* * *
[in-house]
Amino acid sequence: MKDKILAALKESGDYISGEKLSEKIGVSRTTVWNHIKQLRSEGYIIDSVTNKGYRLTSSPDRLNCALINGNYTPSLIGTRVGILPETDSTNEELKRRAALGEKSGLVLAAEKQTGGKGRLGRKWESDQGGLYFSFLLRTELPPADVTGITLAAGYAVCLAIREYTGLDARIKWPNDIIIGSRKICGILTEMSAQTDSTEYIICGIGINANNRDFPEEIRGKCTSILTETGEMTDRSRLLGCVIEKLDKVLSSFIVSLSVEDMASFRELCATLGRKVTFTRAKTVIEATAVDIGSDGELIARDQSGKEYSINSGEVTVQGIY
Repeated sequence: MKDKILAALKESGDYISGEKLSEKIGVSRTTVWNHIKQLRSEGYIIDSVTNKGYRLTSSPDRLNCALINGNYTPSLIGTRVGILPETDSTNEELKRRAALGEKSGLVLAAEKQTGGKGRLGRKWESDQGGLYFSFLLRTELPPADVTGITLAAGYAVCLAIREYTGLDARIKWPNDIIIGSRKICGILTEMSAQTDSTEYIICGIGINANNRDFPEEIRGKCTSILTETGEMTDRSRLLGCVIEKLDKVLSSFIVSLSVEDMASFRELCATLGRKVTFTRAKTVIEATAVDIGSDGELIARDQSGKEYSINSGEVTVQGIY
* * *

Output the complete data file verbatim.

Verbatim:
[in-house]
Amino acid sequence: MKDKILAALKESGDYISGEKLSEKIGVSRTTVWNHIKQLRSEGYIIDSVTNKGYRLTSSPDRLNCALINGNYTPSLIGTRVGILPETDSTNEELKRRAALGEKSGLVLAAEKQTGGKGRLGRKWESDQGGLYFSFLLRTELPPADVTGITLAAGYAVCLAIREYTGLDARIKWPNDIIIGSRKICGILTEMSAQTDSTEYIICGIGINANNRDFPEEIRGKCTSILTETGEMTDRSRLLGCVIEKLDKVLSSFIVSLSVEDMASFRELCATLGRKVTFTRAKTVIEATAVDIGSDGELIARDQSGKEYSINSGEVTVQGIY
Repeated sequence: MKDKILAALKESGDYISGEKLSEKIGVSRTTVWNHIKQLRSEGYIIDSVTNKGYRLTSSPDRLNCALINGNYTPSLIGTRVGILPETDSTNEELKRRAALGEKSGLVLAAEKQTGGKGRLGRKWESDQGGLYFSFLLRTELPPADVTGITLAAGYAVCLAIREYTGLDARIKWPNDIIIGSRKICGILTEMSAQTDSTEYIICGIGINANNRDFPEEIRGKCTSILTETGEMTDRSRLLGCVIEKLDKVLSSFIVSLSVEDMASFRELCATLGRKVTFTRAKTVIEATAVDIGSDGELIARDQSGKEYSINSGEVTVQGIY